Foreign Affairs Committee Passes Ukraine Resolution – Calls for Russian SanctionsPress Release
Washington, D.C. – Today, the House Foreign Affairs Committee, chaired by Rep. Ed Royce (R-CA), passed H.Res. 499, as amended, a resolution introduced yesterday by Chairman Royce and Ranking Member Eliot Engel (D-NY), which condemns the violation of Ukrainian sovereignty and calls for sanctions on Russian officials, banks and other state agencies.
Passage of today’s resolution follows a Committee hearing earlier in the day that examined the recent events in Ukraine. To view archived video from the hearing or testimony from officials at the State Department, Treasury or USAID, click HERE.
A summary of the Committee action, including adopted amendments, is available HERE.
Chairman Royce on the resolution’s passage said: “As we heard during this morning’s testimony – Ukraine is in a very difficult and tense situation. Time is of the essence. This resolution is a straight-forward declaration by the House in support of freedom loving Ukrainians in their time of trial. It also condemns Russia’s unprovoked aggression in no uncertain terms.
“This resolution is one part of a larger effort to provide assistance to Ukraine and to impose real costs on Russia for its actions, which this Committee is working on. As part of an effort to show Moscow how isolated they are, world leaders are speaking out. The House should speak too. This action cannot go unchallenged.”
Condemning the violation of Ukrainian sovereignty by Russian forces, H.Res. 499, as amended:
- Calls on Ukraine and European countries and former Soviet Republics to support energy diversification initiatives to reduce Russian control of energy exports, including by promoting energy efficiency and reverse gas flows from Western Europe, and calls on the United States to promote increased gas exports and energy efficiency;
- States that the military intervention by the Russian Federation:
- Is in breach of its obligations under the United Nations Charter;
- Is in violation of the 1994 Budapest Memorandum on Security Assurances, in which it pledged to respect the independence and sovereignty and the existing borders of Ukraine and to refrain from the threat of use of force against the territorial integrity or political independence of Ukraine;
- Poses a threat to international peace and security; and
- Calls on the Russian Federation to remove all of its military forces from Ukraine’s Crimean peninsula, other than at those operating in accordance with its 1997 agreement on the Status and Conditions of the Black Sea Fleet Stationing on the Territory of Ukraine, and to refrain from interference in all regions of Ukraine, including by ending its support of separatist and paramilitary forces in the Crimea; and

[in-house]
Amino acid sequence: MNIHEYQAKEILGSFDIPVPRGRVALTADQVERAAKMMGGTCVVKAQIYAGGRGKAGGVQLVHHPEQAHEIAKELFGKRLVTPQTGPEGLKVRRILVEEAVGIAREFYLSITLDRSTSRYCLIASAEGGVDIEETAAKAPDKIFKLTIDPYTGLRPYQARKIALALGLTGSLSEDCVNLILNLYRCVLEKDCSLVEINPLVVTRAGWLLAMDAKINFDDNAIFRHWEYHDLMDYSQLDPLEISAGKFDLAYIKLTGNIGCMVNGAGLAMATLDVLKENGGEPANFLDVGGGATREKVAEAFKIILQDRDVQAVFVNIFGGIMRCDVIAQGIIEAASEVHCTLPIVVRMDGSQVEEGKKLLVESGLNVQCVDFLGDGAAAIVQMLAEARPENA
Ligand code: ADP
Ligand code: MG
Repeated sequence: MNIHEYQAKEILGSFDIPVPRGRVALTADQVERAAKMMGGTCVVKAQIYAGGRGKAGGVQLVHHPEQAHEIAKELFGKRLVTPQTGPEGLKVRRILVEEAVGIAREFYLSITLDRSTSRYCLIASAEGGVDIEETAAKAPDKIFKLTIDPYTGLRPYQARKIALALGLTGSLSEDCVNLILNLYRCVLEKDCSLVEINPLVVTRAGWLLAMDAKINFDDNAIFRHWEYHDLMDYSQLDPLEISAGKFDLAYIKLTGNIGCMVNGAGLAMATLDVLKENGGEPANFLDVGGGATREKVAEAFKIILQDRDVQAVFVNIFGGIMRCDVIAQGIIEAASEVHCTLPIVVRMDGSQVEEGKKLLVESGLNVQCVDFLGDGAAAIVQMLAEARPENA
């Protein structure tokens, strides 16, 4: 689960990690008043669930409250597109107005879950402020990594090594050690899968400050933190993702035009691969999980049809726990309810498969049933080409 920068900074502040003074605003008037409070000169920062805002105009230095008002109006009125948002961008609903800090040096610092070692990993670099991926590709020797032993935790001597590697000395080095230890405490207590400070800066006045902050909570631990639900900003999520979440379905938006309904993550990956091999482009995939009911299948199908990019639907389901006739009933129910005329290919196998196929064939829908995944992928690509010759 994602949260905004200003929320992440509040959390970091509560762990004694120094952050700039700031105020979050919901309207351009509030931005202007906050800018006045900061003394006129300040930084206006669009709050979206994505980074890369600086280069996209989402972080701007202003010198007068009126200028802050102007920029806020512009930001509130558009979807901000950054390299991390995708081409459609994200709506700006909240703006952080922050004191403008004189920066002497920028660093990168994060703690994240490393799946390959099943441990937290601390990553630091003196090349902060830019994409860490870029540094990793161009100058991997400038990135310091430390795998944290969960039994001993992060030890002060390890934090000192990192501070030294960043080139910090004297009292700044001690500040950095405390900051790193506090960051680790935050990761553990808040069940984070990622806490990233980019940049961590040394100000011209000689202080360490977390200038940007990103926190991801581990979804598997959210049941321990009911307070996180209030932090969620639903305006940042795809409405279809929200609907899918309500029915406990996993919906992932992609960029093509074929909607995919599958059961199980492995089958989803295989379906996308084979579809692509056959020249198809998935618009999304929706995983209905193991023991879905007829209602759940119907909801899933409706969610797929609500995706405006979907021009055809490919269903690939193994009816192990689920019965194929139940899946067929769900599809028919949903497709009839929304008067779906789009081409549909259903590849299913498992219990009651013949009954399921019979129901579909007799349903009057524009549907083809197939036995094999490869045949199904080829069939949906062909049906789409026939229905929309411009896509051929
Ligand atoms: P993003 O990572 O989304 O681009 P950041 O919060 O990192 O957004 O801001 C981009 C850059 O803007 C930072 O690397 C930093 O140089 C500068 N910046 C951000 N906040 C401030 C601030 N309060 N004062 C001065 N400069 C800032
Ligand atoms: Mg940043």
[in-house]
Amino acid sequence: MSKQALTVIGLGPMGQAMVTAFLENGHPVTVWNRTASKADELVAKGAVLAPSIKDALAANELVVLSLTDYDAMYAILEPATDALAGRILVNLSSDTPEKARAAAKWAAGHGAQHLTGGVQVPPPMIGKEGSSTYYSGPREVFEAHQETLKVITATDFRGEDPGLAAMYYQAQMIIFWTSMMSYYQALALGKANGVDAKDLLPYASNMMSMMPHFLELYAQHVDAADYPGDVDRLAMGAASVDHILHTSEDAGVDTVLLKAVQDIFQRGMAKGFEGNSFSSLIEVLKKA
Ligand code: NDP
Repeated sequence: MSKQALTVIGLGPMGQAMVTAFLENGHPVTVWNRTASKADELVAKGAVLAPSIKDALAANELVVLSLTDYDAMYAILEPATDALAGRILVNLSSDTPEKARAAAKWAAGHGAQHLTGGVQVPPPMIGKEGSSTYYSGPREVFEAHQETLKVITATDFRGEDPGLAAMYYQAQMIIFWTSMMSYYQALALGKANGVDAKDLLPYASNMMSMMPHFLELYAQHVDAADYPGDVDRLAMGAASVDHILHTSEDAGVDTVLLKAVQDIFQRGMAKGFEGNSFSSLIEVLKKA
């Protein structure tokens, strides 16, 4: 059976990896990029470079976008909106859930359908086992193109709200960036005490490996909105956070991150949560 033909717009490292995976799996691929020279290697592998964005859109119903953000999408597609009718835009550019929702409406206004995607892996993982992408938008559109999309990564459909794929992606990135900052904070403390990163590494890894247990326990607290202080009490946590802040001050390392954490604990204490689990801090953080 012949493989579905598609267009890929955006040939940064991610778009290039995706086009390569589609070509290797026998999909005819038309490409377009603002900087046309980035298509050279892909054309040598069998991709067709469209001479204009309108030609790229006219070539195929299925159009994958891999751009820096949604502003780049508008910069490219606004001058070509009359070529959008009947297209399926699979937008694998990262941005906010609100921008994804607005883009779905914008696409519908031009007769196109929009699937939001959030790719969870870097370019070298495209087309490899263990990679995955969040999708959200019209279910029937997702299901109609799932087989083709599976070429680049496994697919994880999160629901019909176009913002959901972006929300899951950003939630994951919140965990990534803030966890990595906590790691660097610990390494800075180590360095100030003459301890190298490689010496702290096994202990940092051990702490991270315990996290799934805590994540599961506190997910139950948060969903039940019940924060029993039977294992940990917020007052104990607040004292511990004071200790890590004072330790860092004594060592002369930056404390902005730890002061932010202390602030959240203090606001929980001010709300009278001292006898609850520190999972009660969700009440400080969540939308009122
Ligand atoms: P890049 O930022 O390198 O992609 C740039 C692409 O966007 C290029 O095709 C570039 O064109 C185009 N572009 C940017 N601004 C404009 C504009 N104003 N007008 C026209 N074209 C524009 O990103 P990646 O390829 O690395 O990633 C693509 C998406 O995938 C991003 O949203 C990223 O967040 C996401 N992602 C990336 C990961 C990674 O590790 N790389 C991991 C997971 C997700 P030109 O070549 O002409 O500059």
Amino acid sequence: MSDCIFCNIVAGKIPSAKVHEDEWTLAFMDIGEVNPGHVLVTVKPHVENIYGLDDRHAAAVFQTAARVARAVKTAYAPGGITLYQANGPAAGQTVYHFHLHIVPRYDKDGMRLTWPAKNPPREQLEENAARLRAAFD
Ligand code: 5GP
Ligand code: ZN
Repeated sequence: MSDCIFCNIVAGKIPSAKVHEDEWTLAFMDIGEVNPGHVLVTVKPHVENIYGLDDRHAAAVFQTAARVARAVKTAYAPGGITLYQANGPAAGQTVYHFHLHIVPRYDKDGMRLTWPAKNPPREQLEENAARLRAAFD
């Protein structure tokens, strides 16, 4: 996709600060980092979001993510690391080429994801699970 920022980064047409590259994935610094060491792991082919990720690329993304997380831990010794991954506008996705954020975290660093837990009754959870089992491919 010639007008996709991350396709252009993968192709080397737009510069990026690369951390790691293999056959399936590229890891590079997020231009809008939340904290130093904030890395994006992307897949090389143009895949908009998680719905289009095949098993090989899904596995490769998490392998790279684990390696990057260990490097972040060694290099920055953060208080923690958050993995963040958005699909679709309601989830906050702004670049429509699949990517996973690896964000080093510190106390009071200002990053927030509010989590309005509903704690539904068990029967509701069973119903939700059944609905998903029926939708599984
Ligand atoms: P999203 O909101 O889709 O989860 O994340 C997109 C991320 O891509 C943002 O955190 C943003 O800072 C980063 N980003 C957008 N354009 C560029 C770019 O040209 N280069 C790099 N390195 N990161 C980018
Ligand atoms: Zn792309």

- Declares that the Ukrainian people have the right to determine their own future free from outside interference;
- Commends the Ukrainian government for its continued restraint and avoidance of military provocations;
- Calls on the Ukrainian government to continue to protect the rights of all minority populations within Ukraine and make clear that it represents all Ukrainian citizens;
- Calls on all Ukrainians to respect the legitimate government authorities in all parts of Ukraine, including in eastern and southern Ukraine;
- Calls for the deployment of independent monitors from the Organization for Security and Cooperation in Europe in Crimea and other areas of Ukraine;
- Calls on NATO allies and European Union member states to immediately suspend military cooperation with Russia, including restricting sales to the Russian government of lethal and non-lethal military equipment that might be used to support further aggression in Ukraine or elsewhere in the region;
- Calls upon the President and the leaders of other democratic states to boycott the G-8 summit in Sochi, Russia, to convene a G-7 summit in June 2014 outside of Russia that does not include Russia, and to consider expelling Russia from the group, given its record of international aggression, domestic repression, and human records that are inconsistent with democratic standards;
- Calls on the Administration to work with our European allies and other countries to impose visa, financial, trade, and other sanctions on senior Russian Federation officials, Russian and Ukrainian oligarchs and others complicit in Russia’s intervention and interference in Ukraine, majority state-owned banks and commercial organizations, and other state agencies, as appropriate;
- States that the United States should participate with its European allies and other countries in a coordinated effort to provide the Ukrainian government with financial, economic, and technical assistance, including asset recovery, to assist a domestic economic recovery program that includes fundamental reforms and effective anti-corruption measures;
- Calls on the United States, its European allies, and other countries and international organizations to provide assistance to ensure that new elections scheduled for May 2014 are free, fair, and in full accordance with international standards;
- Calls on the United States and its European allies and other countries to develop a long-term strategy to support economic development in Ukraine, including enhanced relationships with Western countries, organizations and institutions;
- Supports efforts by Ukraine to improve transparency, combat corruption, and protect individual rights through an independent judiciary and strong rule of law;
- Affirms the right of all countries in the region to exercise their sovereign rights within their internationally recognized borders free from outside intervention and to conduct their foreign policy in accordance with their determination of the best interests of their peoples.